Seniors and Housing 726 704 Decrease
Service Alberta 688 675 Decrease
Transportation 1,584 1,703 Increase
Treasury Board and Finance 2,221 1,861 Decrease
Legislative Assembly 137 159 Increase
Total Program Expense 54,548 54,612

Healthcare and social assistance

According to the budget, "Current, generous levels for Assured Income for the Severely Handicapped (AISH), the Alberta Seniors Benefit, Income Support and Special Needs Assistance programs will be maintained. Indexation will be paused but benefits will not be rolled back or cut."[1]:14 The budget says that, "AISH recipients currently receive $1,685 a month in basic benefits which is $430 per month more than the next highest province."[1]:14 However, the budget reversed the "Assured Income for the Severely Handicapped (AISH)’s tie to inflation." The decision to de-index disability benefits met with outrage, according to The Star with many people "vocal about their disdain" for the decision, including Arlene Dickinson, formerly with the Dragon Den's.[7]

Advanced education

The budget forecast a growth in revenue of $181 million over the next 3 years, as the province ends the freeze in tuition fees in 2020-21 and allows the fees to increase to "up to 7 per cent per year for the next three years." This is in response to recommendations of the Janice MacKinnon's August 2019 "Report and Recommendations: Blue Ribbon Panel on Alberta's Finances".[8] In August 2019, Janice MacKinnon's task force submitted the report commissioned by Premier Kenney, "Report and Recommendations: Blue Ribbon Panel on Alberta's Finances".[9] mandated by Premier Kenney to "figure out how to balance the provincial books without raising taxes."[10] McKinnon, who was Saskatchewan's finance minister, found that "Alberta spends more per person on its public sector, and compensates its teachers, doctors and other workers more generously, than other major provinces."[10] The panel recommended that the post-secondary tuition freeze be lifted, and suggested "various measures to slash health-care costs and government-wide program reviews."[10] The Post said that the changes in post-secondary education were "significant" with a 12-per-cent funding cut[3] and a reduction in "government grants to post-secondary institutions".[3] Together that represents a $1.9 billion in cuts in post-secondary education.[3] Post-secondary institutions will be allowed to increase tuition.[3]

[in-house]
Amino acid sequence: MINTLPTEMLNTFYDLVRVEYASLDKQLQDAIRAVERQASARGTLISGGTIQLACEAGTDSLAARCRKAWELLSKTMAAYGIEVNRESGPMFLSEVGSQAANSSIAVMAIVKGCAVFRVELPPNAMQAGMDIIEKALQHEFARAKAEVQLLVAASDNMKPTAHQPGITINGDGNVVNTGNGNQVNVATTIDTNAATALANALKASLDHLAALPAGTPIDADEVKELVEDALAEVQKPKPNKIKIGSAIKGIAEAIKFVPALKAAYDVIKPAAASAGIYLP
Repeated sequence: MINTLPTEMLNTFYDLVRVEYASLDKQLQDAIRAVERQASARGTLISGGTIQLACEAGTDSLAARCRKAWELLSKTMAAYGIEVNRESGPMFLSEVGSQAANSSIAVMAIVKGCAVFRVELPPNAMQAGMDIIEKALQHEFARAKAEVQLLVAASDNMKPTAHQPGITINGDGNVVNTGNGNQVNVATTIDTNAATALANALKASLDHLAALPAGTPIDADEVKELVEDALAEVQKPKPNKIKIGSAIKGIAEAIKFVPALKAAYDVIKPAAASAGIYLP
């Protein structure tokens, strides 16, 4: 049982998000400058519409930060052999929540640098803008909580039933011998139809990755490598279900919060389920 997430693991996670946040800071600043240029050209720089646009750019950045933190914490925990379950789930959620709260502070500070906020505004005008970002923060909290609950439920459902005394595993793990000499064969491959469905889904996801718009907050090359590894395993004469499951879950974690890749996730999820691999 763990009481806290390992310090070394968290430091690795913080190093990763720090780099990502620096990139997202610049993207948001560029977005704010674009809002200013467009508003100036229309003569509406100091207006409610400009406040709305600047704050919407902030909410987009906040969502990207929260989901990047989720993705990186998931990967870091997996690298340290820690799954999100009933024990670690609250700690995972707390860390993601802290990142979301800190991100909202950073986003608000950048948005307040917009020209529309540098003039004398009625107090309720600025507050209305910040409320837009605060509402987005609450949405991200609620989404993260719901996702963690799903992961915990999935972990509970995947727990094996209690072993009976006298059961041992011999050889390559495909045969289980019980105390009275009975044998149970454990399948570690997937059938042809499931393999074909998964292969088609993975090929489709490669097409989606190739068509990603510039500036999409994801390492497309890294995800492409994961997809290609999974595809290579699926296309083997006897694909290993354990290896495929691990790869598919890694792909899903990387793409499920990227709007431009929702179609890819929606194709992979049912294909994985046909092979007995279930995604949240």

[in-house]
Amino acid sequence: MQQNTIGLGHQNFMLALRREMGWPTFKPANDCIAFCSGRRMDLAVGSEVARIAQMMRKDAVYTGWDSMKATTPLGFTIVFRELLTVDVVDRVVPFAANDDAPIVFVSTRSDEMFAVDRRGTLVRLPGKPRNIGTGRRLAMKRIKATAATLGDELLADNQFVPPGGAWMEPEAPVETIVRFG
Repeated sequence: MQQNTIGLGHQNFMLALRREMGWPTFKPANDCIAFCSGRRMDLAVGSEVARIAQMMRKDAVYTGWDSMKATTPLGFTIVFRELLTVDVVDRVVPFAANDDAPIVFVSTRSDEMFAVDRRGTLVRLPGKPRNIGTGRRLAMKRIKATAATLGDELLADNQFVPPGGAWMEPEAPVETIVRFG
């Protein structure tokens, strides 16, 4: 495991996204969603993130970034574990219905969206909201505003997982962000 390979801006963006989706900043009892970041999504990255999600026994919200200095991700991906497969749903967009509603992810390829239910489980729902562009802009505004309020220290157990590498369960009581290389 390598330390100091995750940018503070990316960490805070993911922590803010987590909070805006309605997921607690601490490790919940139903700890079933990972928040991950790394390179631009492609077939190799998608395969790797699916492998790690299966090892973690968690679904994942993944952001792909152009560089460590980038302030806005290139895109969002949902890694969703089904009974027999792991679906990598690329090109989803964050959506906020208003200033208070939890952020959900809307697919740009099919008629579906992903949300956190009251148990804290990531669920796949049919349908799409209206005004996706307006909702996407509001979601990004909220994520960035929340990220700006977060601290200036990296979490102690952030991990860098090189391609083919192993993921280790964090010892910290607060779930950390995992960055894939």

Budget omnibus bills

On October 28, the Minister Toews introduced Bill 20, an omnibus bill which included a clause through which the government of Alberta could withdraw the $1.53-billion grant it had promised for Calgary's Green Line "with just 90 days' notice and without cause."[11]

Minister Toews introduced a second omnibus bill, Bill 21, on October 28, as part of his budget that allows the provincial government to "cancel its master agreement with doctors if the two sides can't negotiate a new deal."[8] In an October 30 open letter to all members of the Alberta Medical Association, Dr. Christine Molnar, AMA director, said that the "bill effectively gives government the power of pre-approval to cancel any physician services agreement without recourse. This is a violation of the sanctity of contracts."[8] The bill would also give the government control over where new doctors can work starting in March 2022, in order to provide better service to rural areas.[8]